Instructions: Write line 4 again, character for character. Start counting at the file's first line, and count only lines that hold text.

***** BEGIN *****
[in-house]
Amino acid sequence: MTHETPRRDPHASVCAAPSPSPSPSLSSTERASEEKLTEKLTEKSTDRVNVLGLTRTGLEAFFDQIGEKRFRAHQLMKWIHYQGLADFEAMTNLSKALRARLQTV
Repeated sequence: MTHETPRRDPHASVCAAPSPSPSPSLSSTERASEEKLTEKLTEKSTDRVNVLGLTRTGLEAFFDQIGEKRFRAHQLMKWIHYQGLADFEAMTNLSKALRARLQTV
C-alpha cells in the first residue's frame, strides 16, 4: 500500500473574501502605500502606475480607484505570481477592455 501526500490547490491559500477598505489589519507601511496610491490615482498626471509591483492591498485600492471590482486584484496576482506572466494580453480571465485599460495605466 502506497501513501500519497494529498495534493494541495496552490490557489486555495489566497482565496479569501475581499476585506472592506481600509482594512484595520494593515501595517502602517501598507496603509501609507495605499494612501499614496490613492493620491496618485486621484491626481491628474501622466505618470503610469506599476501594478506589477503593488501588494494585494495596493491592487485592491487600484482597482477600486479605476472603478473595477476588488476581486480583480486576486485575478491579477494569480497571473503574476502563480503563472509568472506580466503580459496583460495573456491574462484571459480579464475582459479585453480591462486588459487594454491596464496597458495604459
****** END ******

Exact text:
C-alpha cells in the first residue's frame, strides 16, 4: 500500500473574501502605500502606475480607484505570481477592455 501526500490547490491559500477598505489589519507601511496610491490615482498626471509591483492591498485600492471590482486584484496576482506572466494580453480571465485599460495605466 502506497501513501500519497494529498495534493494541495496552490490557489486555495489566497482565496479569501475581499476585506472592506481600509482594512484595520494593515501595517502602517501598507496603509501609507495605499494612501499614496490613492493620491496618485486621484491626481491628474501622466505618470503610469506599476501594478506589477503593488501588494494585494495596493491592487485592491487600484482597482477600486479605476472603478473595477476588488476581486480583480486576486485575478491579477494569480497571473503574476502563480503563472509568472506580466503580459496583460495573456491574462484571459480579464475582459479585453480591462486588459487594454491596464496597458495604459